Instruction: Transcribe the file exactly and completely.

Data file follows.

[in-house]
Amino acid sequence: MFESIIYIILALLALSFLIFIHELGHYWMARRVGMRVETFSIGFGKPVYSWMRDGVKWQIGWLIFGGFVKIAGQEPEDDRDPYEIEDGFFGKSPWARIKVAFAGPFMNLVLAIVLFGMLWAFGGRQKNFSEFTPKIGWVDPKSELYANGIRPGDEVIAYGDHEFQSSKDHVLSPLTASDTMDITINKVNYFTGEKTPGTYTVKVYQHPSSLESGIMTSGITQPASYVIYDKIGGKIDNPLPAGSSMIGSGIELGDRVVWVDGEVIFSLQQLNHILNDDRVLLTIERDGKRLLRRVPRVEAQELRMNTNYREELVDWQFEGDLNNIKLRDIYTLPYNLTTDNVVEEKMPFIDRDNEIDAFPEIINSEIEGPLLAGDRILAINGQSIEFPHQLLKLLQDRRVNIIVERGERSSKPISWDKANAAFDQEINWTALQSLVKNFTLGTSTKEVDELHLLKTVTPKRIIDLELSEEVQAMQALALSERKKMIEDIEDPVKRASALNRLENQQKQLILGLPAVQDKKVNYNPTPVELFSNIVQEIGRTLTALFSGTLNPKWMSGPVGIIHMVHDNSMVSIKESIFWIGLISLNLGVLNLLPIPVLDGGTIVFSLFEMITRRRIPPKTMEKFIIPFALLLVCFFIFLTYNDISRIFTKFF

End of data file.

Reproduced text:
[in-house]
Amino acid sequence: MFESIIYIILALLALSFLIFIHELGHYWMARRVGMRVETFSIGFGKPVYSWMRDGVKWQIGWLIFGGFVKIAGQEPEDDRDPYEIEDGFFGKSPWARIKVAFAGPFMNLVLAIVLFGMLWAFGGRQKNFSEFTPKIGWVDPKSELYANGIRPGDEVIAYGDHEFQSSKDHVLSPLTASDTMDITINKVNYFTGEKTPGTYTVKVYQHPSSLESGIMTSGITQPASYVIYDKIGGKIDNPLPAGSSMIGSGIELGDRVVWVDGEVIFSLQQLNHILNDDRVLLTIERDGKRLLRRVPRVEAQELRMNTNYREELVDWQFEGDLNNIKLRDIYTLPYNLTTDNVVEEKMPFIDRDNEIDAFPEIINSEIEGPLLAGDRILAINGQSIEFPHQLLKLLQDRRVNIIVERGERSSKPISWDKANAAFDQEINWTALQSLVKNFTLGTSTKEVDELHLLKTVTPKRIIDLELSEEVQAMQALALSERKKMIEDIEDPVKRASALNRLENQQKQLILGLPAVQDKKVNYNPTPVELFSNIVQEIGRTLTALFSGTLNPKWMSGPVGIIHMVHDNSMVSIKESIFWIGLISLNLGVLNLLPIPVLDGGTIVFSLFEMITRRRIPPKTMEKFIIPFALLLVCFFIFLTYNDISRIFTKFF